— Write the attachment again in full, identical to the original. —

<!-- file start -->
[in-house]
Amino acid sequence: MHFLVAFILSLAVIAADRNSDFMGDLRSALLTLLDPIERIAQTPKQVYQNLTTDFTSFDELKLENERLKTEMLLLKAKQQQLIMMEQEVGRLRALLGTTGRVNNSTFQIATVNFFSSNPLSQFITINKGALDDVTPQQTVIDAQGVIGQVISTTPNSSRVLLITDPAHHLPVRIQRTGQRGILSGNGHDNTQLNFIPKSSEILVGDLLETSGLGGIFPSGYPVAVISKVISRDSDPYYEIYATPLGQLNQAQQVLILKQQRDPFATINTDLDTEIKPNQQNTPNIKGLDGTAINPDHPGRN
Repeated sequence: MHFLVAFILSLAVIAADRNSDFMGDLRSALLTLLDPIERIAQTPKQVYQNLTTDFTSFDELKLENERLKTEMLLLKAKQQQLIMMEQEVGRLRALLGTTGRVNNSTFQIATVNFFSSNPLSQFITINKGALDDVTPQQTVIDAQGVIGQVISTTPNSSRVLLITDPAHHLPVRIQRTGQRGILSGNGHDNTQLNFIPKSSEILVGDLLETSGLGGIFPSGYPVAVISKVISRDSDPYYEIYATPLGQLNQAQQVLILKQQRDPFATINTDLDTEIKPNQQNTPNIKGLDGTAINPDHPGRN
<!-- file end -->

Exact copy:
[in-house]
Amino acid sequence: MHFLVAFILSLAVIAADRNSDFMGDLRSALLTLLDPIERIAQTPKQVYQNLTTDFTSFDELKLENERLKTEMLLLKAKQQQLIMMEQEVGRLRALLGTTGRVNNSTFQIATVNFFSSNPLSQFITINKGALDDVTPQQTVIDAQGVIGQVISTTPNSSRVLLITDPAHHLPVRIQRTGQRGILSGNGHDNTQLNFIPKSSEILVGDLLETSGLGGIFPSGYPVAVISKVISRDSDPYYEIYATPLGQLNQAQQVLILKQQRDPFATINTDLDTEIKPNQQNTPNIKGLDGTAINPDHPGRN
Repeated sequence: MHFLVAFILSLAVIAADRNSDFMGDLRSALLTLLDPIERIAQTPKQVYQNLTTDFTSFDELKLENERLKTEMLLLKAKQQQLIMMEQEVGRLRALLGTTGRVNNSTFQIATVNFFSSNPLSQFITINKGALDDVTPQQTVIDAQGVIGQVISTTPNSSRVLLITDPAHHLPVRIQRTGQRGILSGNGHDNTQLNFIPKSSEILVGDLLETSGLGGIFPSGYPVAVISKVISRDSDPYYEIYATPLGQLNQAQQVLILKQQRDPFATINTDLDTEIKPNQQNTPNIKGLDGTAINPDHPGRN